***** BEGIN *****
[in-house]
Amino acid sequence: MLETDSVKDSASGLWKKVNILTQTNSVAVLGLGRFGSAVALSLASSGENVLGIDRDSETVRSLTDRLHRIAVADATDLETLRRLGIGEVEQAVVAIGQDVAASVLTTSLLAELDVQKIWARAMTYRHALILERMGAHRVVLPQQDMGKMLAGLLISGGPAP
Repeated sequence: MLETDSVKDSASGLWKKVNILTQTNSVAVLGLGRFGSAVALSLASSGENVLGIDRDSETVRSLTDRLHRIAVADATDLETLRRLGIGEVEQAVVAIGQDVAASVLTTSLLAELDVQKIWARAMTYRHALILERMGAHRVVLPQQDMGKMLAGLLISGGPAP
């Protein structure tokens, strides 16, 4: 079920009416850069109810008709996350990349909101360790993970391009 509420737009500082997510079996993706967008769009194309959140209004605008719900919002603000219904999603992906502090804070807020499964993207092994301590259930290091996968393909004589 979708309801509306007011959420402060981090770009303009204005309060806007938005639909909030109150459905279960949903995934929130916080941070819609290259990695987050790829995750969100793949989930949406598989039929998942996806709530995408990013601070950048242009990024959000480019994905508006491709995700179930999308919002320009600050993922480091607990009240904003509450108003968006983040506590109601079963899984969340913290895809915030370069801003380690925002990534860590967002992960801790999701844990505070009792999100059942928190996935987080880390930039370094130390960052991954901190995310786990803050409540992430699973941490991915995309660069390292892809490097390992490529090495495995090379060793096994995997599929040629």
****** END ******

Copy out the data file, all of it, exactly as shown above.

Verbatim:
[in-house]
Amino acid sequence: MLETDSVKDSASGLWKKVNILTQTNSVAVLGLGRFGSAVALSLASSGENVLGIDRDSETVRSLTDRLHRIAVADATDLETLRRLGIGEVEQAVVAIGQDVAASVLTTSLLAELDVQKIWARAMTYRHALILERMGAHRVVLPQQDMGKMLAGLLISGGPAP
Repeated sequence: MLETDSVKDSASGLWKKVNILTQTNSVAVLGLGRFGSAVALSLASSGENVLGIDRDSETVRSLTDRLHRIAVADATDLETLRRLGIGEVEQAVVAIGQDVAASVLTTSLLAELDVQKIWARAMTYRHALILERMGAHRVVLPQQDMGKMLAGLLISGGPAP
């Protein structure tokens, strides 16, 4: 079920009416850069109810008709996350990349909101360790993970391009 509420737009500082997510079996993706967008769009194309959140209004605008719900919002603000219904999603992906502090804070807020499964993207092994301590259930290091996968393909004589 979708309801509306007011959420402060981090770009303009204005309060806007938005639909909030109150459905279960949903995934929130916080941070819609290259990695987050790829995750969100793949989930949406598989039929998942996806709530995408990013601070950048242009990024959000480019994905508006491709995700179930999308919002320009600050993922480091607990009240904003509450108003968006983040506590109601079963899984969340913290895809915030370069801003380690925002990534860590967002992960801790999701844990505070009792999100059942928190996935987080880390930039370094130390960052991954901190995310786990803050409540992430699973941490991915995309660069390292892809490097390992490529090495495995090379060793096994995997599929040629």